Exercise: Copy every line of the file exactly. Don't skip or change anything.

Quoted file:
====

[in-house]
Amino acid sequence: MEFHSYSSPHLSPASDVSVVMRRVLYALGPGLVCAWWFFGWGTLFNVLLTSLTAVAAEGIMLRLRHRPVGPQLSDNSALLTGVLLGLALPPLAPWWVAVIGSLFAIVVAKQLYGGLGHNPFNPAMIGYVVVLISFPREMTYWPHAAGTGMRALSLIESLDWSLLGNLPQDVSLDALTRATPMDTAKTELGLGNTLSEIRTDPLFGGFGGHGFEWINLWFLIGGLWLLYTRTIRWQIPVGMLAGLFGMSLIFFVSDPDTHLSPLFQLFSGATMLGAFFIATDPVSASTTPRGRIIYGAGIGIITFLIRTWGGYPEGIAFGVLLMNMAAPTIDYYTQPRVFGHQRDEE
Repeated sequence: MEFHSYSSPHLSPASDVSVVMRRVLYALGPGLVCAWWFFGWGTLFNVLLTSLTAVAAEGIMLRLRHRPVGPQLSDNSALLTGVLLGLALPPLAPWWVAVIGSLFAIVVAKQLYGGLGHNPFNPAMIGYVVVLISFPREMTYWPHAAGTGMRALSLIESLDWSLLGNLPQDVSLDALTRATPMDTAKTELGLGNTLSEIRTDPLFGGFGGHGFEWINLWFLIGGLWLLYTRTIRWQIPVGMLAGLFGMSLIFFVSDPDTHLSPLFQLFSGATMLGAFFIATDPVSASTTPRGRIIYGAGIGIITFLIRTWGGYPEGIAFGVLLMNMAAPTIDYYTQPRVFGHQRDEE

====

[in-house]
Amino acid sequence: MEFHSYSSPHLSPASDVSVVMRRVLYALGPGLVCAWWFFGWGTLFNVLLTSLTAVAAEGIMLRLRHRPVGPQLSDNSALLTGVLLGLALPPLAPWWVAVIGSLFAIVVAKQLYGGLGHNPFNPAMIGYVVVLISFPREMTYWPHAAGTGMRALSLIESLDWSLLGNLPQDVSLDALTRATPMDTAKTELGLGNTLSEIRTDPLFGGFGGHGFEWINLWFLIGGLWLLYTRTIRWQIPVGMLAGLFGMSLIFFVSDPDTHLSPLFQLFSGATMLGAFFIATDPVSASTTPRGRIIYGAGIGIITFLIRTWGGYPEGIAFGVLLMNMAAPTIDYYTQPRVFGHQRDEE
Repeated sequence: MEFHSYSSPHLSPASDVSVVMRRVLYALGPGLVCAWWFFGWGTLFNVLLTSLTAVAAEGIMLRLRHRPVGPQLSDNSALLTGVLLGLALPPLAPWWVAVIGSLFAIVVAKQLYGGLGHNPFNPAMIGYVVVLISFPREMTYWPHAAGTGMRALSLIESLDWSLLGNLPQDVSLDALTRATPMDTAKTELGLGNTLSEIRTDPLFGGFGGHGFEWINLWFLIGGLWLLYTRTIRWQIPVGMLAGLFGMSLIFFVSDPDTHLSPLFQLFSGATMLGAFFIATDPVSASTTPRGRIIYGAGIGIITFLIRTWGGYPEGIAFGVLLMNMAAPTIDYYTQPRVFGHQRDEE